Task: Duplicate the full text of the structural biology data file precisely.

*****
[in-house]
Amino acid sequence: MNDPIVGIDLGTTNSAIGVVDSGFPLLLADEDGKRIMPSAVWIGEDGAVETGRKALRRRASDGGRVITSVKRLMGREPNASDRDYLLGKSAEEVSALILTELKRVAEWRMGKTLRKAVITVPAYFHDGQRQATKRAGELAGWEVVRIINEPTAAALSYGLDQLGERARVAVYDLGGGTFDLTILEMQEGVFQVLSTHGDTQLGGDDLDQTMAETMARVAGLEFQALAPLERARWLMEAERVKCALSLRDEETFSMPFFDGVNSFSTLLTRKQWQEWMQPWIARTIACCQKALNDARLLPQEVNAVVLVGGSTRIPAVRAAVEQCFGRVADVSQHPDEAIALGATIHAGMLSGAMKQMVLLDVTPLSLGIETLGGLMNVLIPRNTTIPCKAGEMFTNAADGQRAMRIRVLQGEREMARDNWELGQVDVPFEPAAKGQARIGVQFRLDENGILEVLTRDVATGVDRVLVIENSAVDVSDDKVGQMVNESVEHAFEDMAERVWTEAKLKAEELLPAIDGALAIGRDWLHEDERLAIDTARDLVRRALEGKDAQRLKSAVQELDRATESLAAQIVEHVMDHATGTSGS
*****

[in-house]
Amino acid sequence: MNDPIVGIDLGTTNSAIGVVDSGFPLLLADEDGKRIMPSAVWIGEDGAVETGRKALRRRASDGGRVITSVKRLMGREPNASDRDYLLGKSAEEVSALILTELKRVAEWRMGKTLRKAVITVPAYFHDGQRQATKRAGELAGWEVVRIINEPTAAALSYGLDQLGERARVAVYDLGGGTFDLTILEMQEGVFQVLSTHGDTQLGGDDLDQTMAETMARVAGLEFQALAPLERARWLMEAERVKCALSLRDEETFSMPFFDGVNSFSTLLTRKQWQEWMQPWIARTIACCQKALNDARLLPQEVNAVVLVGGSTRIPAVRAAVEQCFGRVADVSQHPDEAIALGATIHAGMLSGAMKQMVLLDVTPLSLGIETLGGLMNVLIPRNTTIPCKAGEMFTNAADGQRAMRIRVLQGEREMARDNWELGQVDVPFEPAAKGQARIGVQFRLDENGILEVLTRDVATGVDRVLVIENSAVDVSDDKVGQMVNESVEHAFEDMAERVWTEAKLKAEELLPAIDGALAIGRDWLHEDERLAIDTARDLVRRALEGKDAQRLKSAVQELDRATESLAAQIVEHVMDHATGTSGS